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Langley joins B.C. ShakeOut
When Langley MLA and Minister of Children and Families Mary Polak dropped by a local elementary school to watch an earthquake drill on Wednesday, she became more than a mere observer.
Belmont principal Liz Tuck decided to put Polak and her executive assistant to use.
“You could pretend to be parents panicking,” Tuck told them.
“And going over to the relief centre and just arriving and saying ‘where’s my kid, I need my kid.’”
Tuck pointed the two visitors toward a temporary awning set up in the Langley school playground.
“They’re going to pretend to be demanding parents,” Tuck shouted at the woman manning the relief centre desk.
The pair tried but were unable to convince the staffer to release the imaginary children because they were not able to prove they were the custodial parents.
“Certainly we were grilled by the administration,” Polak said.
That is a must, Tuck told students.
“We have to make sure that you’re going home with the right person,” she said.
A few minutes earlier, Belmont teacher Sandy Fast was walking her Grade 6 class through a simulated major earthquake that began with the groaning and cracking sounds of an earth tremor played through the school public address speakers.
Students huddled underneath their desks during the two minutes of imaginary shaking before Fast allowed them to stand up.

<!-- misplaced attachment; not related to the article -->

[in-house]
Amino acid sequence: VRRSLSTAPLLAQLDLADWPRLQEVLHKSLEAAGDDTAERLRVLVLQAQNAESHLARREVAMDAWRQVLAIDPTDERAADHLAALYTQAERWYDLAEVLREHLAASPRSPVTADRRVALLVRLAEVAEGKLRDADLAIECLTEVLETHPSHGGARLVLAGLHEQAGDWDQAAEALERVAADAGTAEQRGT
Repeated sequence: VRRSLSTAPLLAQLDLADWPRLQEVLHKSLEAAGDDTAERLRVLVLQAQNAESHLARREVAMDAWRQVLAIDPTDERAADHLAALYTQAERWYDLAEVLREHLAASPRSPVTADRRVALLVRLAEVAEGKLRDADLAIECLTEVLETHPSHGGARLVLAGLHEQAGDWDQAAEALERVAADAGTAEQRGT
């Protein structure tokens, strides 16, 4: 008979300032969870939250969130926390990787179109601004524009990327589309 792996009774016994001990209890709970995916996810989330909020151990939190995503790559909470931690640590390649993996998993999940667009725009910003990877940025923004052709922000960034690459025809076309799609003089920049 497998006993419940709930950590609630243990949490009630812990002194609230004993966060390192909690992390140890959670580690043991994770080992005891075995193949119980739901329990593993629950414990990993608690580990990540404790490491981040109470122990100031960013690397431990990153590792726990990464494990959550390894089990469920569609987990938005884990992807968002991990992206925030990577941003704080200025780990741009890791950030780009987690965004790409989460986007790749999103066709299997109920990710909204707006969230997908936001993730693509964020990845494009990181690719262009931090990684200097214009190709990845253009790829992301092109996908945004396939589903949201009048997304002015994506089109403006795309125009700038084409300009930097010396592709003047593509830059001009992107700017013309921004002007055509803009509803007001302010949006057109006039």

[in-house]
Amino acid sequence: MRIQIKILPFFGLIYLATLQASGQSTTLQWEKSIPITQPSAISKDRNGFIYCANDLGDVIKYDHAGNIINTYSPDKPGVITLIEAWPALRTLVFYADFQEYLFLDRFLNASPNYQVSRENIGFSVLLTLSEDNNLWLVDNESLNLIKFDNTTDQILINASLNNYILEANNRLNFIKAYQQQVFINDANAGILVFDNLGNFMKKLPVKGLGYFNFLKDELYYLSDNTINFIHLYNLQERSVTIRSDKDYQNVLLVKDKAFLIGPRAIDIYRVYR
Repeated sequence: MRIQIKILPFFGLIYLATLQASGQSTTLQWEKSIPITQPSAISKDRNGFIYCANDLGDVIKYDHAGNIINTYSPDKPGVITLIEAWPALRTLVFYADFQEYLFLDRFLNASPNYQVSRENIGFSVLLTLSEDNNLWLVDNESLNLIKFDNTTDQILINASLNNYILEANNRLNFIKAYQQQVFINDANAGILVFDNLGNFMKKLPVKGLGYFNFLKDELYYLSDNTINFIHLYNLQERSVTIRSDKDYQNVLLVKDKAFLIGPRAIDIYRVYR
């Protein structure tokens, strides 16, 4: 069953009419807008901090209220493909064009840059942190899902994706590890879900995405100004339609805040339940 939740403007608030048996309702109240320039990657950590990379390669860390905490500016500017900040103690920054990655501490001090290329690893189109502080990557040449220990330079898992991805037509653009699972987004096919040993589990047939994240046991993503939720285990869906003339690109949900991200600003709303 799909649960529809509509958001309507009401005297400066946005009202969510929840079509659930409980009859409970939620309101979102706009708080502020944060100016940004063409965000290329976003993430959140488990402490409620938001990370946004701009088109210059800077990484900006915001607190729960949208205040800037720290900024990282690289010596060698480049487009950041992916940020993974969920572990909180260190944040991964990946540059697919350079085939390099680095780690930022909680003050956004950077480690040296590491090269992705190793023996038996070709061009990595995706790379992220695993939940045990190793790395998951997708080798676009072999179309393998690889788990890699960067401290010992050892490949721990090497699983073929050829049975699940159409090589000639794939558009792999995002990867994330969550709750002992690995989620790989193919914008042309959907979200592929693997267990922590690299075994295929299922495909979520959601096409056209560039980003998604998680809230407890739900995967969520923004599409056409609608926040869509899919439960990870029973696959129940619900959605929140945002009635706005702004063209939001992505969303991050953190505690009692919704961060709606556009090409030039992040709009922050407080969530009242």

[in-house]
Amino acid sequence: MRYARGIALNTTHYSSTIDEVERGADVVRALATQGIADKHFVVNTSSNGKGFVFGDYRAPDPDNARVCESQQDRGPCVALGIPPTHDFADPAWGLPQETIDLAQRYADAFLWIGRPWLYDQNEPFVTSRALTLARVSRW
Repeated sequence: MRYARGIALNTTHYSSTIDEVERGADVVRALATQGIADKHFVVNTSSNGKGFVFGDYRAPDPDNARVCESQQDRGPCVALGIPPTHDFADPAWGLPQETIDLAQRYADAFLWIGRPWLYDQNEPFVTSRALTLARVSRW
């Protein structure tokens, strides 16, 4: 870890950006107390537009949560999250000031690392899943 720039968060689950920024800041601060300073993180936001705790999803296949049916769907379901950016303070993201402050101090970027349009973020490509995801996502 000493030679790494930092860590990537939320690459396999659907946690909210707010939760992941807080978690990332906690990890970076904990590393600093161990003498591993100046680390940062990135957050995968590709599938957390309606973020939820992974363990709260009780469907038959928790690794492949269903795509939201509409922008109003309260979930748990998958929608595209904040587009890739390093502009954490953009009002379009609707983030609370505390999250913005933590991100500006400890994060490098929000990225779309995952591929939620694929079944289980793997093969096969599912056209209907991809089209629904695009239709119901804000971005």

“You need to carefully move out if you can,” Fast said.
She reminded them to check each other for possible injuries before getting their jackets and backpacks and heading outside to the playground mustering area.
It was all part of the “Great British Columbia ShakeOut,” billed by organizers as the largest one-day earthquake drill in B.C. history.
More than 410,000 people registered to participate in over 135 municipalities and more than 740 schools.
The event was organized by the BC Earthquake Alliance Society, modeled on the California ShakeOut drill which is now in its third year.
Like the U.S. campaign, the B.C ShakeOut organizers aim to educate people about the proper way to ride out an earthquake, summed up in the slogan “Drop, Cover, and Hold On.”
• Drop to the ground;
• Take cover by getting under a sturdy desk or table;
• And hold on to it until the shaking stops;
• If you are unable to get down on the ground, brace yourself against an interior wall, protecting your head, neck and face with your arms.
Speaking in support of the event, Dr. Garry Rogers, a seismologist with Natural Resources Canada, noted B.C. is located in one of the most seismically active regions in the country and the threat of a major earthquake is real.
“In other parts of the world an increased awareness about what to do during an earthquake has been proven to reduce injuries and deaths,” Rogers said.